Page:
The sermon was published on July 22, under the title National Apostasy. It does not seem to have excited much attention at the time. One of the two judges before whom it was preached is said to have remarked that it was ‘an appropriate discourse.’ Dr. Pusey, we are told, considered ‘some passages rather too pointed.’ But there were others who had a truer realization of its significance. To Newman’s judgment, already quoted, may be added the words of Dr. J. B. Mozley, one of the ablest of the Tractarians, and one of the deepest thinkers of his time: ‘I cannot help thinking it a kind of exordium of a great revolution--shall I call it?--coming on, whether rapidly or slowly we cannot tell, but at any rate most surely.’

Ten days later a conference was held at Hadleigh in Suffolk, to consider what practical steps could be taken to carry on the campaign. This conference was attended by the Revd. Hugh James Rose, Rector of Hadleigh; the Revd. William Palmer, a Dublin graduate who had settled at Oxford; the Revd. the Hon. Arthur Philip Perceval, an Oriel man and a fellow of All Souls, who had been a pupil of Keble; and the Revd. Richard Hurrell Froude. Keble was prevented by home-ties from coming, and Newman also was absent.

This meeting had no immediate results except to show that those who attended it were practically agreed both in their principles and in their conviction that definite action must be taken. But the Conferences were continued in Oxford, and had two main results. First, an Address to the Archbishop was prepared, expressing devoted adherence to the Apostolical Doctrine and Polity of the Church. This was ultimately signed by more than 7,000 clergy, and was presented in February, 1834. It was followed by a similar Lay Address which was signed by 230,000 heads of families.

The second result was of far greater importance. It was decided ‘to provide and circulate books and tracts to attempt to revive among Churchmen the practice of daily common prayer, and more frequent participation of the Lord’s Supper; to resist any attempt to alter the Liturgy on any insufficient authority, and to explain any points in discipline or worship which might be liable to be misunderstood. Thus were born the Tracts for the Times. These were short papers--at first price 1d. or 2d.--dealing with important points of Faith and Practice. Later on, they developed into elaborate treatises. Newman was mainly responsible for the Tracts, writing nearly a third of the first series himself. Indeed, he claims in the Apologia that he began the Tracts ‘out of his own head.’ Seven of the Tracts were written by Keble (Nos. 4, 13, 52, 54, 57, 60, 89).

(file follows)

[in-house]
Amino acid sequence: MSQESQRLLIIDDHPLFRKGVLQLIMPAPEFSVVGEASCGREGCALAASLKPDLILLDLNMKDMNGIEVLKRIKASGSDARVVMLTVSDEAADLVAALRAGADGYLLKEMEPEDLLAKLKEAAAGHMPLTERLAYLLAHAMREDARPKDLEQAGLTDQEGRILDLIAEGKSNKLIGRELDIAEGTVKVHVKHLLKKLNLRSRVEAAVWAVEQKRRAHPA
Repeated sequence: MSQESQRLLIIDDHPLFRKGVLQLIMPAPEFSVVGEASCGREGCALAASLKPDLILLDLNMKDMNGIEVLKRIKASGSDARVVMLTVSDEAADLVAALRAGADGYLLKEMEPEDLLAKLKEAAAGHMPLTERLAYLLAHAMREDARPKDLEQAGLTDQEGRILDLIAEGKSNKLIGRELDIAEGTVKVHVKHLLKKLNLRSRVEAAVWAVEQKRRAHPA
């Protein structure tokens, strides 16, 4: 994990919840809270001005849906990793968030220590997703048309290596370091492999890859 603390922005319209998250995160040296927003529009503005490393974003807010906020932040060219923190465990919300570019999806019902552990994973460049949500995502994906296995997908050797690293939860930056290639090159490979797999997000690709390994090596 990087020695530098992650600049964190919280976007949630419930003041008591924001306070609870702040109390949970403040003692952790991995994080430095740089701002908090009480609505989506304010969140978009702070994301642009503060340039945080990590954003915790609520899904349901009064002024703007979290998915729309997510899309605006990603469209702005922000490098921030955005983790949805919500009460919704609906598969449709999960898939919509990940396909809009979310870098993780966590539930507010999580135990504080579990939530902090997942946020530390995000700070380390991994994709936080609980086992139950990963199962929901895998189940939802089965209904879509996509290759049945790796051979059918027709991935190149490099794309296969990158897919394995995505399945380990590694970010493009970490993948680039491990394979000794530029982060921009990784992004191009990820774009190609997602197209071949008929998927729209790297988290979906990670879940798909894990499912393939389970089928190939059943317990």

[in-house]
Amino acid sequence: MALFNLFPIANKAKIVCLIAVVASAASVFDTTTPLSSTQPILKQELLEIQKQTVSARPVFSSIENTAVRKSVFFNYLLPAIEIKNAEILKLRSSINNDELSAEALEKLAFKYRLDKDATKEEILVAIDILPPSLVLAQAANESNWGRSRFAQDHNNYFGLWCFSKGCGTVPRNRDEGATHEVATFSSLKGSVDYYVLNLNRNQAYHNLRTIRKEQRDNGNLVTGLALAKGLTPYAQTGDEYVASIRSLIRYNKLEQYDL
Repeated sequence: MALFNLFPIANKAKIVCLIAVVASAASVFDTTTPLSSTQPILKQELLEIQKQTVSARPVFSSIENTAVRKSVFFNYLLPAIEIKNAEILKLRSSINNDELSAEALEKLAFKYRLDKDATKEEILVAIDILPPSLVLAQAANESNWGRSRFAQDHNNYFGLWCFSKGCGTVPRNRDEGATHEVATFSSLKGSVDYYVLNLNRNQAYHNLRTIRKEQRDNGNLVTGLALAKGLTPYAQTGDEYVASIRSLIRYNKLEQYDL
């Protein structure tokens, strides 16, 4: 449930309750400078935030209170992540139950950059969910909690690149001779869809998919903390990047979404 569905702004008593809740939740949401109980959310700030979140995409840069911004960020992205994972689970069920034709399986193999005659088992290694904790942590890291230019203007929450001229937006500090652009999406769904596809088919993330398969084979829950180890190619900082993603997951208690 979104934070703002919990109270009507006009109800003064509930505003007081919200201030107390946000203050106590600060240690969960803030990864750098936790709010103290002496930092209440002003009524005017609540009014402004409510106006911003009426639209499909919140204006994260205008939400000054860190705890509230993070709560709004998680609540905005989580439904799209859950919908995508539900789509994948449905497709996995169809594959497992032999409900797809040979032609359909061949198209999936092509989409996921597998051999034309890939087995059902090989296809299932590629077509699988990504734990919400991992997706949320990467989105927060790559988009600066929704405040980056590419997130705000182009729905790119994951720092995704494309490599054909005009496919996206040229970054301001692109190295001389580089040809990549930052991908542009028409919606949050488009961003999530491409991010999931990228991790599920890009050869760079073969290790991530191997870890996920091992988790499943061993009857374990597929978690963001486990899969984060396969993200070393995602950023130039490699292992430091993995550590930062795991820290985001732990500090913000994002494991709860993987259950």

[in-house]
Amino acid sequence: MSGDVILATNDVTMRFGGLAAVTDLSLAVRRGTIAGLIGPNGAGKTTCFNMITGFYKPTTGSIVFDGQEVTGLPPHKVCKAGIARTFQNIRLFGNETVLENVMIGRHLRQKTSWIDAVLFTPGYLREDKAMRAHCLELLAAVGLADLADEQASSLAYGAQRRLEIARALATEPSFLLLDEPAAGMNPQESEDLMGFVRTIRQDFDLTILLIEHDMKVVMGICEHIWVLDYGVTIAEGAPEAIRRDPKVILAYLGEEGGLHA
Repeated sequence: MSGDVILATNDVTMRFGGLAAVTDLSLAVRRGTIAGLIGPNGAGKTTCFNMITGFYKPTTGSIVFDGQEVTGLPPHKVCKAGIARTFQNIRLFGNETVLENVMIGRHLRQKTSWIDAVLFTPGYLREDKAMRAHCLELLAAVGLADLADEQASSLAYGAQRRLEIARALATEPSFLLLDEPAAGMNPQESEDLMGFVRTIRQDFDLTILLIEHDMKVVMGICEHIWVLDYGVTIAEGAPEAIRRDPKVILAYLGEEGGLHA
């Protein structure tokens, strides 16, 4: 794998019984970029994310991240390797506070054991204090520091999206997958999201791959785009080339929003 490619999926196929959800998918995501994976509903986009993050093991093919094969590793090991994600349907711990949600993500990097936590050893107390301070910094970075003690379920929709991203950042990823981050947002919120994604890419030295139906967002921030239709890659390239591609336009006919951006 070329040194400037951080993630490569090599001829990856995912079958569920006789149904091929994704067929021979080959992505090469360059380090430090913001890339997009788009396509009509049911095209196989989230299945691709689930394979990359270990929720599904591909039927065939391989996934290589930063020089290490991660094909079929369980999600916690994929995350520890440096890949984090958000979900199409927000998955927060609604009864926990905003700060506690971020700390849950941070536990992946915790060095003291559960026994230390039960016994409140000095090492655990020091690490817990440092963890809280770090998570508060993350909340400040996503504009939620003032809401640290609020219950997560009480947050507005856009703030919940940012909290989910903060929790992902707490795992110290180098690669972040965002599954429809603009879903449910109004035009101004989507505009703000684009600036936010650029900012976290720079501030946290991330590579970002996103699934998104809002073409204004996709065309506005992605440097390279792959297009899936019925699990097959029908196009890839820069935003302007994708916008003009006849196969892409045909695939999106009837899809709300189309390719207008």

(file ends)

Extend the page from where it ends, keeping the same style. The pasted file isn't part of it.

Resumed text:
The story of the development of the Movement thus begun will be told in other booklets in this series. Throughout the long struggle, until his death in 1866, Keble remained in the background at Hursley, helping with his writings, his advice, and above all with the stimulus and inspiration of his spirituality. Both Newman and Pusey ever regarded him as their leader and head, and bore constant witness to his influence as the guiding power of the Movement he had done so much to begin.

Keble, as Dean Church says, was ‘born a poet,’ and while he was still at Oxford had formed the idea of a complete collection of poems to illustrate the Church’s Year. But he underestimated the value of his own compositions, and it was only after much hesitation that in 1827 he published anonymously in two small volumes The Christian Year. These poems were meant to throw light and interest on the services of the Prayer Book, and to quicken meditation and devotion. The plan of the book is simple. There is a poem for every Sunday and Holyday in the year, and a poem for each of the Occasional Services in the Prayer Book. Some of these, or rather extracts from them, are familiar to us as hymns--e.g., ‘Ave Maria! blessed Maid!’; ‘Bless’d are the pure in heart’; ‘There is a book who runs may read’; ‘New every morning is the love’; ‘Sun of my soul!’ But the majority of the poems are quite unsuitable for hymns; their tone is that of quiet personal meditation rather than of corporate worship. Throughout they are deeply Scriptural in thought and expression, and are full of clear Church teaching. Moreover, they are instinct with the beauty of nature. Keble had the deepest sympathy with what was then a new school of poetry which, with Wordsworth as its representative, was searching out the deeper relations between nature and the human soul. He lived in the heart of the country, and studied nature unceasingly. He had an eye for the ‘soft green willow’ and for ‘the greenest dark tree.’ For him there is a sermon ‘in every leaf, in every nook.’ In the poem for All Saints’ Day he rose to his utmost heights in showing how nature can reflect our deepest feelings:

How quiet shows the woodland scene,
Each flower and tree, its duty done,
Reposing in decay serene,
Like weary men when age is won.